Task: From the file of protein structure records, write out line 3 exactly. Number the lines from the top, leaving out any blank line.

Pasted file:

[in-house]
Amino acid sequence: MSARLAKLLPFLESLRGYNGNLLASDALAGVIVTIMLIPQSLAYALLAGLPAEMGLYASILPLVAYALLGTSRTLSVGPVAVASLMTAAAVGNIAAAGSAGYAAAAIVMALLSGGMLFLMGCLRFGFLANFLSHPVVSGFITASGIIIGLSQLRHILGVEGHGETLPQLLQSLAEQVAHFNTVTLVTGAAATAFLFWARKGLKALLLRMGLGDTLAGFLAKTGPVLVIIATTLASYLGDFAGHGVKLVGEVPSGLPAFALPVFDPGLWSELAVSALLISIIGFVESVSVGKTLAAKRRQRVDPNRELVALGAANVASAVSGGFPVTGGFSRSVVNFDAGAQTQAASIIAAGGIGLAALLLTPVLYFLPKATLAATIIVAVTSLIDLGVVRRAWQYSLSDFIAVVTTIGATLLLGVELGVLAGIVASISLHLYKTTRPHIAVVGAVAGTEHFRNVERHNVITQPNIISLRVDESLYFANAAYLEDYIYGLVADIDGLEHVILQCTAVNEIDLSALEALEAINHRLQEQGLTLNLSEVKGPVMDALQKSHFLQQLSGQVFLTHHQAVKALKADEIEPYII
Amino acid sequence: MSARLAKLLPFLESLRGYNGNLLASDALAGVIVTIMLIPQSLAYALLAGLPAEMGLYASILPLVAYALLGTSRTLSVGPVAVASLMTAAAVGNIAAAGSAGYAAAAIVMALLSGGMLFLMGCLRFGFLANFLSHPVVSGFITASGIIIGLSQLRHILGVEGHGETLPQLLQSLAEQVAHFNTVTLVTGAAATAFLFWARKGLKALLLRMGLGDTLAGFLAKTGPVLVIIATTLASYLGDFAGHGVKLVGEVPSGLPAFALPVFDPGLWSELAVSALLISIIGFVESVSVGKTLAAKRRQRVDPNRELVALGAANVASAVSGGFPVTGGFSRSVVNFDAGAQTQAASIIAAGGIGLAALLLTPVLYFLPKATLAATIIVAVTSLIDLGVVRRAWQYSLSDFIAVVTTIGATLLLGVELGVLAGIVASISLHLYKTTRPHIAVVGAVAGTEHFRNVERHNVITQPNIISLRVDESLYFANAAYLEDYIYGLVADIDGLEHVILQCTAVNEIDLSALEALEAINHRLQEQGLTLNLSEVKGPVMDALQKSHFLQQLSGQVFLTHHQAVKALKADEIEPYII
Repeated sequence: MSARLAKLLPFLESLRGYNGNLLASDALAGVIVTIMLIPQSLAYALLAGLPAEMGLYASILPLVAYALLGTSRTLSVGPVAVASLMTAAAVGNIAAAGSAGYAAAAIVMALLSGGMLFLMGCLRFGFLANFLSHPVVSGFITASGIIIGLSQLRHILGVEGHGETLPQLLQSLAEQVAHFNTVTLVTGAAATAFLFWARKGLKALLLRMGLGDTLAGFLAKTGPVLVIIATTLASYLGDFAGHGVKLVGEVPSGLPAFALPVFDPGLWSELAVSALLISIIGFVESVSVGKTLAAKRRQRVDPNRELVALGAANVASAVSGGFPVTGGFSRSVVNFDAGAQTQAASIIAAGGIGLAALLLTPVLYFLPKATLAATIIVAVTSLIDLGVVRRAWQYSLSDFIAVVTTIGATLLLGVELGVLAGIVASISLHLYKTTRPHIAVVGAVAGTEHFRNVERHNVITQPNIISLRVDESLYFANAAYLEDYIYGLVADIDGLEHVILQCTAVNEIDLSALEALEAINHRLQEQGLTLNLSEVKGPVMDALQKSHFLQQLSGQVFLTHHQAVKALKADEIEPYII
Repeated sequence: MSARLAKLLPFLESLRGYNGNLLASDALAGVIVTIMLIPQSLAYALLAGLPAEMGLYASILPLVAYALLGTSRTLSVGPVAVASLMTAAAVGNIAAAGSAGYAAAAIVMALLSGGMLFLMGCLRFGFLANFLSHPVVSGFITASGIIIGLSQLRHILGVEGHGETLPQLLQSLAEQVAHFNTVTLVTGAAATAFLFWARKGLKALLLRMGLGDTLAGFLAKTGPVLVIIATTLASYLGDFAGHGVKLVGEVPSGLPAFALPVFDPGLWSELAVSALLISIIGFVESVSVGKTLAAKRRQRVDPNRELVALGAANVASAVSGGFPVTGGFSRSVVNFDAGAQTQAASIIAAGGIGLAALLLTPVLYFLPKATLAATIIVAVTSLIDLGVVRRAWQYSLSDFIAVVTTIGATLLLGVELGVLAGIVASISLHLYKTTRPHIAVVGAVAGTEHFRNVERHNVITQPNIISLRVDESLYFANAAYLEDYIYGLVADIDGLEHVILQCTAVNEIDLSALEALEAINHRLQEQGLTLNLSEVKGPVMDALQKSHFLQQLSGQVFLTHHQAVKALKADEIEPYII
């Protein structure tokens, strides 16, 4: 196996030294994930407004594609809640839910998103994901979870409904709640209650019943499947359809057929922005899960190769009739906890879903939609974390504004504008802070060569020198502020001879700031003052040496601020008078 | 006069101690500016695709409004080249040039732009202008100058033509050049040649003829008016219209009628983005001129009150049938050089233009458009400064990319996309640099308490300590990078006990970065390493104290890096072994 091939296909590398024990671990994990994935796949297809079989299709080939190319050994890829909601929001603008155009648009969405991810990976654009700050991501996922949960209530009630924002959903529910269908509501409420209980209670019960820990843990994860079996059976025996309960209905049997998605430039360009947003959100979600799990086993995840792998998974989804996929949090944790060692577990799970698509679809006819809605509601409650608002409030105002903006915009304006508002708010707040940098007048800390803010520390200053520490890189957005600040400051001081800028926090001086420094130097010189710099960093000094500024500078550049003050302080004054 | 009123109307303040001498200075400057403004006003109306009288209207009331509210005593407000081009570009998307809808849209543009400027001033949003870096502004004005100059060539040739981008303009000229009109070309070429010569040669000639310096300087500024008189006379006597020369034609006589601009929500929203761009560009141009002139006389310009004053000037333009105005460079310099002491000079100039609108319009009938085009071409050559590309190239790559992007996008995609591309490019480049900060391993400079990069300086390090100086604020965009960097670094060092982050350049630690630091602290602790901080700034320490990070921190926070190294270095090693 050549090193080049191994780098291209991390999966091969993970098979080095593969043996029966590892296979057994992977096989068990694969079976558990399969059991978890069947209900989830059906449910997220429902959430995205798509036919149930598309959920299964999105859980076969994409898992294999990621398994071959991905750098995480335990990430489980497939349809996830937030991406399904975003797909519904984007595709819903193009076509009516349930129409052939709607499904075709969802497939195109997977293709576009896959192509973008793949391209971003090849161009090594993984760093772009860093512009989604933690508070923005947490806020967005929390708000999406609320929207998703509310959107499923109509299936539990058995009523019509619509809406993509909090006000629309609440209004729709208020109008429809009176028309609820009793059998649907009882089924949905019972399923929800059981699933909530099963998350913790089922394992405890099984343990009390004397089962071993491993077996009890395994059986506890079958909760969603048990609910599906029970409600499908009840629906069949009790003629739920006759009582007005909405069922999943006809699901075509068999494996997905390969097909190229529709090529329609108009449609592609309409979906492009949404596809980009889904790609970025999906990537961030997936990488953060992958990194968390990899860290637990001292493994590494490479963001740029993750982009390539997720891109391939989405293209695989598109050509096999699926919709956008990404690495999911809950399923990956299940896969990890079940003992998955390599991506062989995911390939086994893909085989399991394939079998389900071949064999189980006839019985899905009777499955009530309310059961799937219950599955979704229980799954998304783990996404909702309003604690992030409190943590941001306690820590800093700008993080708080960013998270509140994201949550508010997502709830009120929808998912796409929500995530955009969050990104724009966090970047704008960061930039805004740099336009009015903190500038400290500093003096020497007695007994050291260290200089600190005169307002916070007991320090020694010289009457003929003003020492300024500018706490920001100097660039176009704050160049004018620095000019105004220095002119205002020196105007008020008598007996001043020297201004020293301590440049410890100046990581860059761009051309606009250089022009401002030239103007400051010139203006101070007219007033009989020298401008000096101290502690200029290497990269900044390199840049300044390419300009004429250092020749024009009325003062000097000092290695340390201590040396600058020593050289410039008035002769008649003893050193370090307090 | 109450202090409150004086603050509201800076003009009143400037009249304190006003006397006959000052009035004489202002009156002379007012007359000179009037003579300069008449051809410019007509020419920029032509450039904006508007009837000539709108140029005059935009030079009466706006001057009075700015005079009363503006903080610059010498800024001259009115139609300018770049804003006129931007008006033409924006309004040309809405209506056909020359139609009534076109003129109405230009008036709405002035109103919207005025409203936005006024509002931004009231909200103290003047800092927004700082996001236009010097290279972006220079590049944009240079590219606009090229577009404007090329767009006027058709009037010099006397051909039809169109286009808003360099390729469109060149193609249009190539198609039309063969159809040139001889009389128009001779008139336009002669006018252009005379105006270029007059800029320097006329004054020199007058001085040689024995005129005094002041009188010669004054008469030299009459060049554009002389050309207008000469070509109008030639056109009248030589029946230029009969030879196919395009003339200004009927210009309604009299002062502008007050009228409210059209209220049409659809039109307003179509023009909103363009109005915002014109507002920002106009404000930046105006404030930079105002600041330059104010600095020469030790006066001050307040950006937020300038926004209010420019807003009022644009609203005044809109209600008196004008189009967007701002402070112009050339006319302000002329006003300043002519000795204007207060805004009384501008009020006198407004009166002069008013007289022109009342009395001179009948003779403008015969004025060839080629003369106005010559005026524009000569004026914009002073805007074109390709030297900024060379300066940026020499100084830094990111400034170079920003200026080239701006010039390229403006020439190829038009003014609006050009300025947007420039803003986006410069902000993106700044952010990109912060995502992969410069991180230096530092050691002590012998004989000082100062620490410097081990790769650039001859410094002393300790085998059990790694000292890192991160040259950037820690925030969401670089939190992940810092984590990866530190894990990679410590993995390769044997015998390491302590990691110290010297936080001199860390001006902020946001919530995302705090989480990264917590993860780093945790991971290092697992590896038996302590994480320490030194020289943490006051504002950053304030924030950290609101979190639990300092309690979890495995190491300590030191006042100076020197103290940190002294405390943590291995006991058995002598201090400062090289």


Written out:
Amino acid sequence: MSARLAKLLPFLESLRGYNGNLLASDALAGVIVTIMLIPQSLAYALLAGLPAEMGLYASILPLVAYALLGTSRTLSVGPVAVASLMTAAAVGNIAAAGSAGYAAAAIVMALLSGGMLFLMGCLRFGFLANFLSHPVVSGFITASGIIIGLSQLRHILGVEGHGETLPQLLQSLAEQVAHFNTVTLVTGAAATAFLFWARKGLKALLLRMGLGDTLAGFLAKTGPVLVIIATTLASYLGDFAGHGVKLVGEVPSGLPAFALPVFDPGLWSELAVSALLISIIGFVESVSVGKTLAAKRRQRVDPNRELVALGAANVASAVSGGFPVTGGFSRSVVNFDAGAQTQAASIIAAGGIGLAALLLTPVLYFLPKATLAATIIVAVTSLIDLGVVRRAWQYSLSDFIAVVTTIGATLLLGVELGVLAGIVASISLHLYKTTRPHIAVVGAVAGTEHFRNVERHNVITQPNIISLRVDESLYFANAAYLEDYIYGLVADIDGLEHVILQCTAVNEIDLSALEALEAINHRLQEQGLTLNLSEVKGPVMDALQKSHFLQQLSGQVFLTHHQAVKALKADEIEPYII